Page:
Life Is Tough, but So Am I
“Life is tough, my darling, but so are you.” –
My husband pushed me in my wheelchair through the main hospital entrance. My pulmonary hypertension (PH) medical team wanted me to avoid chaos in the emergency room. I am grateful that he made my health the top priority.
As we waited for the admission paperwork in the empty and silent waiting area, a nice young lady came out and asked me a few questions. After I answered, she said that she would be back with my admission bracelet.
I fell and never told anyone.
The week before, I was experiencing dizziness and lightheadedness sporadically. I fell the week before that coming in my back door. I never told anyone — until two days before my hospitalization.
My husband started to notice my balance issues as I held on to the walls and furniture while walking. This was at a snail’s pace, too. I walked into the kitchen and stopped to grab a counter as I thought that I would faint.
Besides the balance issues, he noticed me rolling myself into a fetal position on the couch as the pain took over my body. My legs were like lead. These were some of the reasons that my PH medical team decided to admit me. We thought that it was an increase in PH symptoms, but could it be more?
Was that code blue for me?
While waiting in my wheelchair, the dizziness and lightheadedness started again. It was like the room was spinning. I tried closing my eyes to see if that would offer relief.
The next few minutes are almost a blur. I remember my husband standing in front of me and trying to talk to me. I think he said something like, “Boo, stay with me.” Medical personnel appeared from the hallways and elevators. What I didn’t realize at that moment was that this was the hospital code team. Someone hit the code blue alarm for me!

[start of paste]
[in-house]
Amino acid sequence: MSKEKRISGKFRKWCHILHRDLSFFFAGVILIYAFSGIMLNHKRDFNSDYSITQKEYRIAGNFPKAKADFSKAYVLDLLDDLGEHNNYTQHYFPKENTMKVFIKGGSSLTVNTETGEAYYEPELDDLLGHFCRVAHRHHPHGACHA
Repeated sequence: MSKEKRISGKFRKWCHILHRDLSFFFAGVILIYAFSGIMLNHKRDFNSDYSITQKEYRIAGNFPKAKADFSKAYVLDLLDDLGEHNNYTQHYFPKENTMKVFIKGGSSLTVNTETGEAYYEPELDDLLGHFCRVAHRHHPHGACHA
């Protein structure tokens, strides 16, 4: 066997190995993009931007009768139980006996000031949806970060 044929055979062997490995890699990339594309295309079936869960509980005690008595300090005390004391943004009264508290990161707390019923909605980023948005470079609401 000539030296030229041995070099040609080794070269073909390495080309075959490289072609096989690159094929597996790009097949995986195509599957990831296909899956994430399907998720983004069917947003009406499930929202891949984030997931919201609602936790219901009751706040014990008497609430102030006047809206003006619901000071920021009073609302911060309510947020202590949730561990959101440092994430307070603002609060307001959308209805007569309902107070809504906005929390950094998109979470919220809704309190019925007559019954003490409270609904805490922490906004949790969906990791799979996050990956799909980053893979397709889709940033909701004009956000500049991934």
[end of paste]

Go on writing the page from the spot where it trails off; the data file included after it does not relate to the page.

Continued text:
Lying in the hospital for four days with no real answers is frustrating.
The scariest part of living with a chronic illness like PH is when my medical team can’t agree. They blame each other. This is often a struggle when managing coexisting conditions that require many specialists. But here I am after lying in a hospital bed for four days with no answers and little relief. Leaving the hospital frustrated and with conflicting advice is discouraging.
And yet another specialist.
After enduring several long hours of the technician gluing a ton of electrodes to my scalp, the test was ready to begin. It would run for at least 24 hours.
The seizure-like activity was dismissed. Just before my discharge, a staff neurologist called to tell me that the tests were inconclusive. The EEG results showed some activity, but they credited it to “artifacts.” He did say that I should contact a local outpatient neurologist. My primary care doctor is working on that referral now as he thinks more testing is needed. I will possibly need more testing with my PH specialist; they will keep me busy.
I was ready to go home after four days, especially not having seen my husband the last two. I didn’t care that I had no answers and little relief. After a day or two, I realized that I came home too early. But I am grateful that we worked on pain management again. Hopefully my outpatient pain management team will agree with the inpatient team. This would offer me a better overall approach to my pain.
Often I feel like a yo-yo, going back and forth as I take the advice of one doctor, then shortly after am told something different. Do you ever feel like this when seeing multiple specialists? It is quite exhausting. But, once we find answers, it will all be worth it. Because I am worth the PHight!
Note: Pulmonary Hypertension News is strictly a news and information website about the disease. It does not provide medical advice, diagnosis, or treatment. This content is not intended to be a substitute for professional medical advice, diagnosis, or treatment. Always seek the advice of your physician or other qualified health provider with any questions you may have regarding a medical condition. Never disregard professional medical advice or delay in seeking it because of something you have read on this website. The opinions expressed in this column are not those of Pulmonary Hypertension News or its parent company, BioNews Services, and are intended to spark discussion about issues pertaining to pulmonary hypertension.